The first cholera case was recorded on 3 March 2022, and almost a year later, cases have been recorded in all 28 districts of the country.
The outbreak has brought water and sanitation challenges to the fore, in both urban and rural areas. The Government of Malawi has confirmed that there are challenges in the provision of safe drinking water in residential areas and schools.
As a result, the Ministry of Education suspended schools at the beginning of the year in the capital, Lilongwe, and the commercial city of Blantyre, in an effort to curb the spread of the disease. The schools have since re-opened.
"There is a need to drill about 1262 boreholes to supply clean and safe drinking water to learners. So far, we have only managed to drill about 500 in schools that are the most crowded," explained Education Minister Agness Nyalonje at a media briefing.
Tests conducted on water in Lilongwe's high-density areas show that the commodity is unsafe for human consumption. The Lilongwe Water Board, which is mandated to provide safe drinking water in Malawi's capital, conducted tests on nine sampled shallow wells in three high density residential areas where results have shown that water was contaminated with faecal coliforms, a form of bacteria found in human or animal waste. The Board says the contamination was from pit latrines.
Malawi's Parliamentary Committee on Health, which has been visiting cholera treatment units across the country, found that it was challenging for communities to find clean water sources because kiosks and taps were dry in most residential areas.
"The Ministry of Water and Sanitation will be working with respective water boards and local councils to conduct water quality assessments and testing in targeted areas as well as distributing chlorine for water source and pot to pot chlorination, including in schools," said the Minister of Health Khumbize Chaponda in a statement released on 12 January 2023.
The Ministry of Water and Sanitation will now facilitate free water connections and provide safe drinking water through water bowsers in cholera hotspots in urban areas.
Health experts say the cholera outbreak in Malawi indicates that a lot needs to be done to tackle poor access to clean water, despite the country's 2022 Voluntary National Review on progress on implementation of SDGs, showing that Malawi is on track to meet the SDG6 target of universal access to water and sanitation for all by 2030. To date, 87.9% of the population have access to improved sources of drinking water and 80% of the population uses improved sanitation facilities such as decent toilets and handwashing facilities with running water.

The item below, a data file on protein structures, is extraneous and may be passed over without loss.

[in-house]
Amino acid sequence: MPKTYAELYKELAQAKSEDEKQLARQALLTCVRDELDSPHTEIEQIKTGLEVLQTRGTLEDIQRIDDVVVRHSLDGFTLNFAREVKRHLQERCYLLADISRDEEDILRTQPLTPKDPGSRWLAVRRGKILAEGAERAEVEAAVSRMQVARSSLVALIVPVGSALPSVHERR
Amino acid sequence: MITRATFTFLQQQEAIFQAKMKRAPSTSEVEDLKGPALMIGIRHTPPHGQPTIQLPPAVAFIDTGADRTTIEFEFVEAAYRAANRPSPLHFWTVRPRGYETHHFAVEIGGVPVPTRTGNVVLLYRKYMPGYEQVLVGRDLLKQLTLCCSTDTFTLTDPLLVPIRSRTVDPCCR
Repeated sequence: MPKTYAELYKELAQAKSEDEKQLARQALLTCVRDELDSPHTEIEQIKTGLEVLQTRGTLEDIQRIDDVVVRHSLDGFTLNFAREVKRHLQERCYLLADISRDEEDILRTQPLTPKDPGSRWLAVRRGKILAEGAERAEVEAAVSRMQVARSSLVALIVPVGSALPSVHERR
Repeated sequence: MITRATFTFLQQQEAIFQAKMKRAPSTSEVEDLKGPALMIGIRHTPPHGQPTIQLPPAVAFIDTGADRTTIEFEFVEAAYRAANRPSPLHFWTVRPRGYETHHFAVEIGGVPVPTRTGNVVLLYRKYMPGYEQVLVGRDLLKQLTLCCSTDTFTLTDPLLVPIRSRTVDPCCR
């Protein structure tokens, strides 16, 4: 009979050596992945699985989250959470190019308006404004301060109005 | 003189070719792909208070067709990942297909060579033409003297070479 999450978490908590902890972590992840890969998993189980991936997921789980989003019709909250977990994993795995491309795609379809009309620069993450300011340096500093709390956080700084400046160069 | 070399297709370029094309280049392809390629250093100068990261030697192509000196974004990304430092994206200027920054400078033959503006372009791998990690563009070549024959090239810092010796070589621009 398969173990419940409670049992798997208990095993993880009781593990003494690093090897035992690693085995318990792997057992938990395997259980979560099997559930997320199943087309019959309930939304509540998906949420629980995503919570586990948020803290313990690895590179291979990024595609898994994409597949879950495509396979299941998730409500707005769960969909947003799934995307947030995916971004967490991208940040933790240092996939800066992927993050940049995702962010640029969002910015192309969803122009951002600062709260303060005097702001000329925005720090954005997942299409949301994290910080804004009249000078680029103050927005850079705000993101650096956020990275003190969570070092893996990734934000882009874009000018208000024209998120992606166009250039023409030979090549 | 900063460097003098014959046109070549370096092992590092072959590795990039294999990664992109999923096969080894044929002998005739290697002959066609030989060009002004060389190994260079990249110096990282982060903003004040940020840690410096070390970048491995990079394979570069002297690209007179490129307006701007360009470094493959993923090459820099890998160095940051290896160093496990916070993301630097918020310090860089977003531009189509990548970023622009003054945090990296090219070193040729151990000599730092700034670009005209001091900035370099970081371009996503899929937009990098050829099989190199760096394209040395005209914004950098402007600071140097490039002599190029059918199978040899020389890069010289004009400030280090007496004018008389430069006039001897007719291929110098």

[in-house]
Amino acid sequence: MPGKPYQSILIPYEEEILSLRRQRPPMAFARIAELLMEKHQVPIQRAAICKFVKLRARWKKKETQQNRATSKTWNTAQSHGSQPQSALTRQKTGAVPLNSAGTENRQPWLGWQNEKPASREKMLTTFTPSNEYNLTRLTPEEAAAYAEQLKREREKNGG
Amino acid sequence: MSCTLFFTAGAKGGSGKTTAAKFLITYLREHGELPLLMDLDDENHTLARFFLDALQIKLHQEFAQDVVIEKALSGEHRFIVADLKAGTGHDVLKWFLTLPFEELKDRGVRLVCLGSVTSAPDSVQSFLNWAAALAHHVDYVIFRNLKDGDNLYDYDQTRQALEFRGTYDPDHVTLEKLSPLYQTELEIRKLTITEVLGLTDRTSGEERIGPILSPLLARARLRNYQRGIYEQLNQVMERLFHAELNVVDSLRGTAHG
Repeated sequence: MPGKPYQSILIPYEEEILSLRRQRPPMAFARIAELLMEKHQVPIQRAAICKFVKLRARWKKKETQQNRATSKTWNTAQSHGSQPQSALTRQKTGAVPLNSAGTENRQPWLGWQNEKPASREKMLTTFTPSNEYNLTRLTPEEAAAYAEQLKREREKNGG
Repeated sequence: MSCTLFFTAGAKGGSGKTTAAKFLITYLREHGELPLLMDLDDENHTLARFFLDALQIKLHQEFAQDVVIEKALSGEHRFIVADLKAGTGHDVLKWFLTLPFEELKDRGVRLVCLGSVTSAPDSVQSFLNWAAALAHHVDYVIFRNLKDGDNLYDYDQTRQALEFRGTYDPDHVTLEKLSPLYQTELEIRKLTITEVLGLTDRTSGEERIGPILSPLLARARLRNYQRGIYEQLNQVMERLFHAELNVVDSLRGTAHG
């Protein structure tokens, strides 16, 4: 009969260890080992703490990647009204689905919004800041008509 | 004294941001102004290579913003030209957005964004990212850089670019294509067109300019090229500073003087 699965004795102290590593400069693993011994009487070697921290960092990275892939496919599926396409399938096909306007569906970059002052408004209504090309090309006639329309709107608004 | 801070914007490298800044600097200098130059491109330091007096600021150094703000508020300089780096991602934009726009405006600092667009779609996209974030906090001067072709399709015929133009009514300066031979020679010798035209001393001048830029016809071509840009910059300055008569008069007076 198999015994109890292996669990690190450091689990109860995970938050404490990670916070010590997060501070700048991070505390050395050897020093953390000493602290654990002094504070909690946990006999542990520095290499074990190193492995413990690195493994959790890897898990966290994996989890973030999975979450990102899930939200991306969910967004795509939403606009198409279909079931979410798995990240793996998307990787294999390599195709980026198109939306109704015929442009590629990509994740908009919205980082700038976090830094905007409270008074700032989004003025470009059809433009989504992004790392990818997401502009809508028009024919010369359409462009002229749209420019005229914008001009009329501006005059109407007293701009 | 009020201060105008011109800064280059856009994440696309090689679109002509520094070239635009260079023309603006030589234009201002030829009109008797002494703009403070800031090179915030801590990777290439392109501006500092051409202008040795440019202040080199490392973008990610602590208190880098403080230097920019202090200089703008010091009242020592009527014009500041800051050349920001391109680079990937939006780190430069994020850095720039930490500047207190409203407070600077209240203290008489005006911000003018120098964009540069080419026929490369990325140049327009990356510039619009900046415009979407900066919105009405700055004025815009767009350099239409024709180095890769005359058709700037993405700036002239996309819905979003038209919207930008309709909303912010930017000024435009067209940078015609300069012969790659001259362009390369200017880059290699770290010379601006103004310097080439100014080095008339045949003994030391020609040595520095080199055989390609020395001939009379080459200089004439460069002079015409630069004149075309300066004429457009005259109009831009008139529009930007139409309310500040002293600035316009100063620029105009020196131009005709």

Global Water Partnership Malawi Coordinator for the Global Water Leadership (GWL) Programme, Mrs. Deborah Muheka says the cholera outbreak is a wakeup call on the need to seriously question the interventions in the sector and whether these would withstand changing climatic conditions.
"The GWL program has identified lack of infrastructure investment and financing in the water and sanitation sector as one of the major challenges. With good water infrastructure, we would eliminate incidents of contaminated water. This is why GWP is currently working with the Malawi government and other stakeholders in the sector to identify strategies that would rectify this challenge," explained Muheka.
The GWL program has also identified weak coordination, policy enforcement, and regulation as a challenge in Malawi's water sector.
"People drill boreholes or dig shallow wells in urban areas where only the water boards are mandated to provide water. This is why we are having water contamination, since people are not observing the required distances between pit latrines and these water sources. There is a need to invest more in strengthened water resources management and WASH governance," said Mrs. Muheka.
A well in a residential area in Lilongwe
A 2022 Snapshot of Malawi's Water and Climate Resilience Status developed by GWP and UNICEF under the GWL Program shows that public financing for recurrent water expenditure and development resources is low, affecting implementation of the country's WASH agenda. For instance, the WASH budget for the 2020/2021 budget was USD $88.2 million and mostly allocated to urban water supply.
"The Government of Malawi's allocations to WASH, as a proportion of the Gross Domestic Product, are also low compared to other countries in the region. Available data shows that the government's allocation of resources to WASH is 0.081% of the GDP, which is only 55%, 52 percent, 43%, and 23% of that allocated by Kenya, Zambia, Ghana and Mali respectively," reads part of the snapshot.
Financing in the water sector is generally low in most African countries, which is why the Continental Africa Water Investment Program is currently mobilizing at least USD $30 billion annually to meet Sustainable Development Goal 6. Currently only about USD $10-$19 billion per year is invested a water infrastructure. Over 300 million Africans do not have access to clean drinking water and over 700 million live without access to good sanitation. Currently, investments in water infrastructure and support services fall short of what is needed to meet the continent's economic and social needs.
Photo credits: Nation Publications Limited